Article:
Agencies

[Federal Register Volume 82, Number 133 (Thursday, July 13, 2017)]
[Rules and Regulations]
[Pages 32227-32228]
From the Federal Register Online via the Government Publishing Office [www.gpo.gov]
[FR Doc No: 2017-14473]



========================================================================
Rules and Regulations
                                                Federal Register
________________________________________________________________________

This section of the FEDERAL REGISTER contains regulatory documents 
having general applicability and legal effect, most of which are keyed 
to and codified in the Code of Federal Regulations, which is published 
under 50 titles pursuant to 44 U.S.C. 1510.

The Code of Federal Regulations is sold by the Superintendent of Documents. 

========================================================================


Federal Register / Vol. 82, No. 133 / Thursday, July 13, 2017 / Rules 
and Regulations

[[Page 32227]]



DEPARTMENT OF ENERGY

10 CFR Parts 429 and 430

[EERE-2016-BT-TP-0029]
RIN 1904-AD71


Energy Conservation Program: Test Procedures for Central Air 
Conditioners and Heat Pumps

AGENCY: Office of the General Counsel, Department of Energy.

ACTION: Notification of administrative stay.

-----------------------------------------------------------------------

SUMMARY: The Department of Energy (DOE) has postponed the effectiveness 
of certain provisions of a final rule, published in the Federal 
Register on January 5, 2017, that amends the test procedure and 
specific certification, compliance, and enforcement provisions for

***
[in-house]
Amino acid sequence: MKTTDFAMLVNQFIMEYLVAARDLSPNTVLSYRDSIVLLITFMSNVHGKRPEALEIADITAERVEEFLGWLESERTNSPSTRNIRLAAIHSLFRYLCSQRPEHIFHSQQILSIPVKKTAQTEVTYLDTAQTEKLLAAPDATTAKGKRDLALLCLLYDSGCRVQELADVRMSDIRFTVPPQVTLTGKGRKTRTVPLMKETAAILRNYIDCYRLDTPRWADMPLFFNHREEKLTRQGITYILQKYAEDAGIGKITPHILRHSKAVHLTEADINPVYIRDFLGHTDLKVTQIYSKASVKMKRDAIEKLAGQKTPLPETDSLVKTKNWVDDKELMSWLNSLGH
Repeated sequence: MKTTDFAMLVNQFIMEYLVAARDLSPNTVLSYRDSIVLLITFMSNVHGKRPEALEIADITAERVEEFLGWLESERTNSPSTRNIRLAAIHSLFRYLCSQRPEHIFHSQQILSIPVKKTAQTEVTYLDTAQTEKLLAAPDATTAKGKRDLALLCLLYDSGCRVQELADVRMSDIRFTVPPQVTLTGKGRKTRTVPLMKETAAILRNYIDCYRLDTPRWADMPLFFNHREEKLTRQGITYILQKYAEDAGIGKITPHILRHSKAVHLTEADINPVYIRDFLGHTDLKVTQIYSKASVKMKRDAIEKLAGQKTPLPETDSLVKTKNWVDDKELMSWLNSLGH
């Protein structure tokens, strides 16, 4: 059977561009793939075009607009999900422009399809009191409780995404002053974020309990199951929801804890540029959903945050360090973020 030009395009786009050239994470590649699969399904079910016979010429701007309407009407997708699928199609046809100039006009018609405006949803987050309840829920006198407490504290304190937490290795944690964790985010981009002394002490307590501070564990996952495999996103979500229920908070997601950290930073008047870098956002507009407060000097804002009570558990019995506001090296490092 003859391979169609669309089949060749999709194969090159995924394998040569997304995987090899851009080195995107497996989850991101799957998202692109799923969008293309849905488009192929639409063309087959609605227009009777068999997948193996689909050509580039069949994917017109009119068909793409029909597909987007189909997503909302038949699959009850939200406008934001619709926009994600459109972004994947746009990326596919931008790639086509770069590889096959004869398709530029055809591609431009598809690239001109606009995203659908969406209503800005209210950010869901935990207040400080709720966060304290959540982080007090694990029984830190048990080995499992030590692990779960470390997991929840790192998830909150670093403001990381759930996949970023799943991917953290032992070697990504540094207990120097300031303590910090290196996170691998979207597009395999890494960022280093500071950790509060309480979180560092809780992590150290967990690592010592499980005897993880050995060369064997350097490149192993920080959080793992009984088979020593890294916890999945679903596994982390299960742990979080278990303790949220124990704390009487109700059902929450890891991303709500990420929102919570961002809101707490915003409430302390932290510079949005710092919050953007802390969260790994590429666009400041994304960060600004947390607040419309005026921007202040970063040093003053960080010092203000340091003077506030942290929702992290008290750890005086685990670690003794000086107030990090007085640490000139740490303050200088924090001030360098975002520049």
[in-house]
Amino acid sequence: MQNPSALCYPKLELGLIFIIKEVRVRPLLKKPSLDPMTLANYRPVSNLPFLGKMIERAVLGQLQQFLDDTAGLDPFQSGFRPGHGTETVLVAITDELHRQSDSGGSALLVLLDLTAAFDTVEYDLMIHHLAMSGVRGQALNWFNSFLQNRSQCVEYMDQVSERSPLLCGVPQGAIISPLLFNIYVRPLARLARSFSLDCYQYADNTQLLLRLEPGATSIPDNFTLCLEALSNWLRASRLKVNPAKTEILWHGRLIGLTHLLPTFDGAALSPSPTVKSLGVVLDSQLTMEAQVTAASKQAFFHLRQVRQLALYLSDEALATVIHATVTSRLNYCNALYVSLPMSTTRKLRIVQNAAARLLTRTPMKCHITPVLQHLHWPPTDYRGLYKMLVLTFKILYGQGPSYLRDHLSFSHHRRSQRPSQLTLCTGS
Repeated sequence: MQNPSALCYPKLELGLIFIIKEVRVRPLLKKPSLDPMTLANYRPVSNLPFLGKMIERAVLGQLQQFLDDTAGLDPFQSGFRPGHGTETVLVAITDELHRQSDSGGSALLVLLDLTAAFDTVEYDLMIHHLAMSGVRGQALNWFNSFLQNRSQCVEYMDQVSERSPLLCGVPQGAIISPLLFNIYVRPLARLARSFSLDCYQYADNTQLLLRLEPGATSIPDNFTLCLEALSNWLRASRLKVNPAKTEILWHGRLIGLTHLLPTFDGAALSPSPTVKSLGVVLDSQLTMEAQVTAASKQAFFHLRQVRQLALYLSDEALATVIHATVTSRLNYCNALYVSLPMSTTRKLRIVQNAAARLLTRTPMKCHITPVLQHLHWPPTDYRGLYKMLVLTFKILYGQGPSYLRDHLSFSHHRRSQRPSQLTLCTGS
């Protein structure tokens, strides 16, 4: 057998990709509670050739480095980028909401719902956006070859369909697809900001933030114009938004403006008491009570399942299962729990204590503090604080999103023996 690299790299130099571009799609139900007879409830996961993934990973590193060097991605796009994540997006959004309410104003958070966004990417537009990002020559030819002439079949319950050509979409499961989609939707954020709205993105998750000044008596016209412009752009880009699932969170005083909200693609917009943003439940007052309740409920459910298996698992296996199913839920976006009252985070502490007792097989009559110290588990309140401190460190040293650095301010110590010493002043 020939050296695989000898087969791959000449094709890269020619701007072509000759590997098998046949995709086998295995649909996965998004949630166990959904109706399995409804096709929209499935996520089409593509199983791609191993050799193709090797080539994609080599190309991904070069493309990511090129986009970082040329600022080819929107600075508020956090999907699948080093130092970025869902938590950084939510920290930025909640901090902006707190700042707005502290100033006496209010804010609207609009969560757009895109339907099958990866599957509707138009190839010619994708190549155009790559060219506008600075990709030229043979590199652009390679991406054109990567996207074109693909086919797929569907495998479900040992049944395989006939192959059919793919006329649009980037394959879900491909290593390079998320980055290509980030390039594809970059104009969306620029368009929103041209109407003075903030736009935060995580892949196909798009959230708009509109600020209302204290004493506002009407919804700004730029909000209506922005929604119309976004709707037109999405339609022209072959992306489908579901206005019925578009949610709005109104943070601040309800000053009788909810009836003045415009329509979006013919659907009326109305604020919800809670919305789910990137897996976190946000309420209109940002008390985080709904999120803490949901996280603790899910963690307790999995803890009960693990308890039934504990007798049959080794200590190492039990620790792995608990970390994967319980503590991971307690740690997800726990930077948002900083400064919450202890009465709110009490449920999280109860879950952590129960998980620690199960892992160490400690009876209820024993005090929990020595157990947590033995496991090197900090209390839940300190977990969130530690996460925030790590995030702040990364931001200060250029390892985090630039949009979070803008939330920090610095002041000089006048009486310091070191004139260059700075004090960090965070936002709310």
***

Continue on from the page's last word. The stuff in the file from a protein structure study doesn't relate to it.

central air conditioners and heat pumps. Specifically, DOE postponed 
the effectiveness of two provisions of a recently issued rule that 
require outdoor unit models to be tested under the outdoor unit with no 
match if they meet either of the two following conditions: The outdoor 
unit is approved for use with a refrigerant that has a 95 [deg]F 
midpoint saturation absolute pressure that is +/- 18 percent of the 95 
[deg]F saturation absolute pressure for HCFC-22; or the unit is shipped 
requiring the addition of more than two pounds of refrigerant to meet 
the charge required for testing under the rule and the factory charge 
is not equal to or greater than 70% of the outdoor unit internal volume 
times the liquid density of refrigerant at 95 [deg]F.

DATES: As of July 3, 2017, the effectiveness of certain provisions of 
10 CFR 429.16(a)(3)(i) was postponed under 5 U.S.C. 705.

FOR FURTHER INFORMATION CONTACT: Mr. Pete Cochran, U.S. Department of 
Energy, Office of the General Counsel, 1000 Independence Ave. SW., 
Washington, DC 20585-0121. Phone: (202) 586-9496. Email: 
Peter.Cochran@hq.doe.gov.

SUPPLEMENTARY INFORMATION:

Background